Tomato Raid Goes Sideways

by Flynn Washburne, January 25, 2017

I'm not in the habit of issuing disclaimers here; way I sees it, you pays your money, you takes your chances. Life is a crapshoot in all its many aspects, and opening and perusing a newspaper is no different. If you want to partake of a weekly feature written by a demonstrably unstable miscreant whose inability to adhere to even the most basic guidelines of polite society has obligated the authorities to forcibly separate him from the general populace for a period comparable to the life expectancy of your average goat, you should know what you're in for and you deserve whatever you get. We're all adults here. However, I should warn you: the following tale does not depict me in the best light.

At this point you're no doubt thinking: wait, what? Not your best light? You must be kidding. Week after week you have spun tales of criminal stupidity and stupid criminality, depicting yourself in no uncertain terms as a shiftless, unprincipled, malingering, sneak thief dope fiend with no more moral sense than a coyote, and now you're warning us you have information that may tarnish your image? Great Creeping Jesus, what now? Are you some kind of animal rapist or Al-Qaeda operative? No offense, but it would probably take a transgression at least that odious to lower the bar any more on our assessment of your character. Fire away, sir, and fear not for the trajectory of our estimation — you've nowhere to go but up.

To which I say: Hm. Fair enough, I guess. It's not as if I'm about to relate anything particularly base or villainous; rather paltry and trifling, actually, and therefore contemptible and embarrassing, hence my admonition. Being an outlaw is one thing; being a low-down no-good crop rustler is quite another. Incidentally, I do not refer to Mendocino's most storied and contentious cash crop; that is one crime to which I will not stoop, not the least reason for which is that I place a significant premium on my own hide, and also it's Just Not Done. No, my reaping what I did not sow was… Well, I'm getting ahead of myself.

I was on an especially good run — "good" in the sense of acquiring enough dope of sufficient quality to keep me crisscrossing Fort Bragg and environs for several days and nights running — hustling, transacting and pilfering in an operation accomplishing nothing but its own pointless continuance.

That's the thing about tweaking — you're never finished. However, at some point the body will insist on a bit of rest, and it was in that spirit that I headed down Cypress to visit my friends Dan and Darla in their snug little condo, nice, normal folk who are solicitous of my health and welfare and a stop I make when I want to remind myself that I am in fact a human being and not some kind of sentient, bipedal raccoon.

Darla came to the door, raised her eyebrows at me and said, "Jesus Christ, you look like hell. Get your ass in here.”

I gave her a hug and plopped down into a recliner. "Aaah, that's the stuff." I said.

Darla stood in front of me, hands on hips eyeing me worriedly. "Have you slept or eaten at all?” she asked.

“I hardly think I could've reached this advanced age without having done so, but if you mean recently, then no," I said. Incidentally, that sort of smartassery is my default response to most inquiries and probably the reason for the regular beatings I suffer, but it's a disease.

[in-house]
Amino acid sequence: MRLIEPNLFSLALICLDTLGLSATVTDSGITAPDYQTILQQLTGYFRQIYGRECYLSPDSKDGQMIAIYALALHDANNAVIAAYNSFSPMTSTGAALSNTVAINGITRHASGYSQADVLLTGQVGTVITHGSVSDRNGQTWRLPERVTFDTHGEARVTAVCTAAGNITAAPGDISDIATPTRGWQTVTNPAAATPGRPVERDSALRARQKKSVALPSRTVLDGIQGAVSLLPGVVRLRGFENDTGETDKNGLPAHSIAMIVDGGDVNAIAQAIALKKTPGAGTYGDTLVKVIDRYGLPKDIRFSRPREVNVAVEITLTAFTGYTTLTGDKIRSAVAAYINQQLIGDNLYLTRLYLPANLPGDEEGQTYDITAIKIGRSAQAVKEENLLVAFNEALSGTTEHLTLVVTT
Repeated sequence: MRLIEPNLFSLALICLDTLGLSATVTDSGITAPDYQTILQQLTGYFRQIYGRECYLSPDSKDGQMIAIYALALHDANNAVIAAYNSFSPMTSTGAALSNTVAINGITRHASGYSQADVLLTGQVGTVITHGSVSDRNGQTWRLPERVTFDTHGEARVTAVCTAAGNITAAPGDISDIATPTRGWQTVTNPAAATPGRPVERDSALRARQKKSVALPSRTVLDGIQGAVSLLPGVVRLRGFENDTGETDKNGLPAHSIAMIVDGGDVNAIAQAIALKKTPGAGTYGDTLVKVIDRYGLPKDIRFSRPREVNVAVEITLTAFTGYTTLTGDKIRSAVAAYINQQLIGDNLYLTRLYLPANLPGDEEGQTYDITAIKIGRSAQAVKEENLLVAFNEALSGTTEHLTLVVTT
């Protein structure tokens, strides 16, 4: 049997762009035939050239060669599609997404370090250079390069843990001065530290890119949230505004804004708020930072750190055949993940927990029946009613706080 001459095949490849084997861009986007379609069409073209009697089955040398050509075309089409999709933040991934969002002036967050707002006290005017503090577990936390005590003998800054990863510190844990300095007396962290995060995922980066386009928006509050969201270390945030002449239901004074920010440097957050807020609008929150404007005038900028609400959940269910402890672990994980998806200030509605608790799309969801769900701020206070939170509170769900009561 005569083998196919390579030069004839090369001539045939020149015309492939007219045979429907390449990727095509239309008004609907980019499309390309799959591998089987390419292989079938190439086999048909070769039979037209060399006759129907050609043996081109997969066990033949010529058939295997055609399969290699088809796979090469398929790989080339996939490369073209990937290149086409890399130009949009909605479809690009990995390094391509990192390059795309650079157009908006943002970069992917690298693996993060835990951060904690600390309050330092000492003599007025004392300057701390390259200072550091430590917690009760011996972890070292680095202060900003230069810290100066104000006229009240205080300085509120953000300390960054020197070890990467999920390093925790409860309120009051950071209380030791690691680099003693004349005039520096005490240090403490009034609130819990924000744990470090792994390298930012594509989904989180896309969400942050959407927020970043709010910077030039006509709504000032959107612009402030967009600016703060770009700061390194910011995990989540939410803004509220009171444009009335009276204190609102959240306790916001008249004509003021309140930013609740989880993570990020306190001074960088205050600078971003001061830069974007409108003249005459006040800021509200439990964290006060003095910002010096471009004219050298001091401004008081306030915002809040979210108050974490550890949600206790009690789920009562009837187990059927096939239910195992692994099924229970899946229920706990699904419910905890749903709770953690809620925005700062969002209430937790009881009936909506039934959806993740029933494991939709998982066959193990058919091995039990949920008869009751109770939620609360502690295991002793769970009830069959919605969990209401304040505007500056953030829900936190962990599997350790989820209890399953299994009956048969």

"Jerk," she said, swatting me. “You're too damn old to be behaving like this, you're gonna dry up and blow away. I suppose you're here to eat.”

"I'm here for the pleasure of your company! I wouldn't turn down a sandwich though. Where's Dan?”

“Ukiah. I was going to make some homemade Bolognese when he got back but I guess I can start it now. We've got to have some fresh tomatoes, though. You think you could make it to Safeway? I'd go, but I don't trust you alone in my house."

"None taken, and of course I can handle a trip to Safeway. I'm afraid my capital condition is a state of transition, though. So I fly, you buy, as the saying goes.”

"I expected as much. Here's 10 bucks. Do you know how to pick a good tomato? Bring back a full ten dollars worth of good tomatoes or I will kill you.”

“On it," I said, pocketing the sawbuck and heading for the door. "Red, ripe, and plump. You can count on me.”

“All right," she said, slightly doubtfully. "I'll start browning the meat and simmering the onions and stuff: Here, take this." She handed me a canvas grocery bag with the Safeway logo on it. Back out onto the street I went, already feeling some pep in my step thinking about stuffing myself with pasta and sauce Bolognese. It was enough to cause me to burst into impromptu song. "Sing us a song, you're the tomato man," I bawled lustily. "Plump ripe and red they'll be, 'Cause were all gonna mack on some Bolognese, and drink Arizona iced tea, if there's any cha-a-a-nge..." 

"Tomato, tomahto. clamato, clamahto, let's eat some Bolognese!" and plenty more in that vein. Down Franklin Street I high-stepped, warbling melodiously the joys of the tomato, when quite suddenly the stars, invisible though they were that sunny autumn afternoon, aligned spectacularly. Witnessing the beneficent celestial arrangement, an august panel of gods from several sects, denominations, and historical eras convened and decided as a group to confer upon me some divine largesse and a brilliant sunbeam focused itself on my coordinates as a heavenly choir sounded a lush chord.

Directly to my right, flanking a nondescript shotgun house, was a side yard given over completely to agriculture, specifically Solanum lycopericum — you guessed it, tomatoes. Running the length of the house and extending out ten feet or so were nothing but tomato plants, all or most bearing mature fruit. I saw fat beefsteaks and golden cherries, deep red romas and gaily particolored heirlooms. I did a quick calculation in my head. Price of tomatoes at Safeway: $10. Price at God-gifted garden: $0. Net gain to me: $10. Seemed like a no-brainer (as do most of my decisions).